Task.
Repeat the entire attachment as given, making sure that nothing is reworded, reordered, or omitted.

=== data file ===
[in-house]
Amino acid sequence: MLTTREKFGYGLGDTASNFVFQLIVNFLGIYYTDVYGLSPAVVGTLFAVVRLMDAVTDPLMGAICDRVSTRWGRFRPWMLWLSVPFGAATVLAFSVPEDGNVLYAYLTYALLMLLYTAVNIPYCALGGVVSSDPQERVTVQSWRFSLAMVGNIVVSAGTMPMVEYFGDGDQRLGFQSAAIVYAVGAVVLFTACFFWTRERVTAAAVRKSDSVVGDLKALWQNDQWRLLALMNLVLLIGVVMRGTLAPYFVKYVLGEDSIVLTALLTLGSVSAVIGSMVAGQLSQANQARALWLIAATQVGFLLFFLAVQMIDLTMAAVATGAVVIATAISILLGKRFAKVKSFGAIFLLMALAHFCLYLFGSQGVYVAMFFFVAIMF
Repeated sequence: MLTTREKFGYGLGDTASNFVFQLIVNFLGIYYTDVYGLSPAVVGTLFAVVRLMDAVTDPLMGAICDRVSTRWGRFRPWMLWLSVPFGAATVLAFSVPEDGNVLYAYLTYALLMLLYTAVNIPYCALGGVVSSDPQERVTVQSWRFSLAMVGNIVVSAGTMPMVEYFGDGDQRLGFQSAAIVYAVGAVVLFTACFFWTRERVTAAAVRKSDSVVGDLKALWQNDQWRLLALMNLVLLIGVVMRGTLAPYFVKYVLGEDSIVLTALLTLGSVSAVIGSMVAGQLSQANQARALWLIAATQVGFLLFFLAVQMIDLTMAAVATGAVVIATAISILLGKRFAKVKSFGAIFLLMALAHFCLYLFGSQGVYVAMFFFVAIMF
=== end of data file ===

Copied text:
[in-house]
Amino acid sequence: MLTTREKFGYGLGDTASNFVFQLIVNFLGIYYTDVYGLSPAVVGTLFAVVRLMDAVTDPLMGAICDRVSTRWGRFRPWMLWLSVPFGAATVLAFSVPEDGNVLYAYLTYALLMLLYTAVNIPYCALGGVVSSDPQERVTVQSWRFSLAMVGNIVVSAGTMPMVEYFGDGDQRLGFQSAAIVYAVGAVVLFTACFFWTRERVTAAAVRKSDSVVGDLKALWQNDQWRLLALMNLVLLIGVVMRGTLAPYFVKYVLGEDSIVLTALLTLGSVSAVIGSMVAGQLSQANQARALWLIAATQVGFLLFFLAVQMIDLTMAAVATGAVVIATAISILLGKRFAKVKSFGAIFLLMALAHFCLYLFGSQGVYVAMFFFVAIMF
Repeated sequence: MLTTREKFGYGLGDTASNFVFQLIVNFLGIYYTDVYGLSPAVVGTLFAVVRLMDAVTDPLMGAICDRVSTRWGRFRPWMLWLSVPFGAATVLAFSVPEDGNVLYAYLTYALLMLLYTAVNIPYCALGGVVSSDPQERVTVQSWRFSLAMVGNIVVSAGTMPMVEYFGDGDQRLGFQSAAIVYAVGAVVLFTACFFWTRERVTAAAVRKSDSVVGDLKALWQNDQWRLLALMNLVLLIGVVMRGTLAPYFVKYVLGEDSIVLTALLTLGSVSAVIGSMVAGQLSQANQARALWLIAATQVGFLLFFLAVQMIDLTMAAVATGAVVIATAISILLGKRFAKVKSFGAIFLLMALAHFCLYLFGSQGVYVAMFFFVAIMF